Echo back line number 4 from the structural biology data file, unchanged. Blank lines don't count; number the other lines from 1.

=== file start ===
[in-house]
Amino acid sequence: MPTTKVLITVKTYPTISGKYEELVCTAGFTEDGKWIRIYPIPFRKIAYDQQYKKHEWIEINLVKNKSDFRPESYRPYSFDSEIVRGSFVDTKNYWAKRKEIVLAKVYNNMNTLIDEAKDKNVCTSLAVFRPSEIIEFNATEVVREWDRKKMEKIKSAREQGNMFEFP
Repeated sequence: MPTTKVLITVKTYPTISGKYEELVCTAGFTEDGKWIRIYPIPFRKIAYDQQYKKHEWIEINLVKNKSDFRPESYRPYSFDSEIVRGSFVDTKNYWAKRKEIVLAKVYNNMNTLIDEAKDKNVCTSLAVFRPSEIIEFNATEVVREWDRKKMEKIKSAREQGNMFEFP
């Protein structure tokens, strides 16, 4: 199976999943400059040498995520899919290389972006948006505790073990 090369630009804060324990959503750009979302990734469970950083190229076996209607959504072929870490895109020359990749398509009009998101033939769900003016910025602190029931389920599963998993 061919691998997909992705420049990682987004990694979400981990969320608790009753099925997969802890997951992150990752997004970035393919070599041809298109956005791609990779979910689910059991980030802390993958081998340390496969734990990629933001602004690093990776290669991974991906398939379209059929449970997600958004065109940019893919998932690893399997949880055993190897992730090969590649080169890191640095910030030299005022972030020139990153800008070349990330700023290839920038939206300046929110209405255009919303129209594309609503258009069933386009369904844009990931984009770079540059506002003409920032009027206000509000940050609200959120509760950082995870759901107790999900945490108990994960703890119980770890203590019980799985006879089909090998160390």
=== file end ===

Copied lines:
């Protein structure tokens, strides 16, 4: 199976999943400059040498995520899919290389972006948006505790073990 090369630009804060324990959503750009979302990734469970950083190229076996209607959504072929870490895109020359990749398509009009998101033939769900003016910025602190029931389920599963998993 061919691998997909992705420049990682987004990694979400981990969320608790009753099925997969802890997951992150990752997004970035393919070599041809298109956005791609990779979910689910059991980030802390993958081998340390496969734990990629933001602004690093990776290669991974991906398939379209059929449970997600958004065109940019893919998932690893399997949880055993190897992730090969590649080169890191640095910030030299005022972030020139990153800008070349990330700023290839920038939206300046929110209405255009919303129209594309609503258009069933386009369904844009990931984009770079540059506002003409920032009027206000509000940050609200959120509760950082995870759901107790999900945490108990994960703890119980770890203590019980799985006879089909090998160390």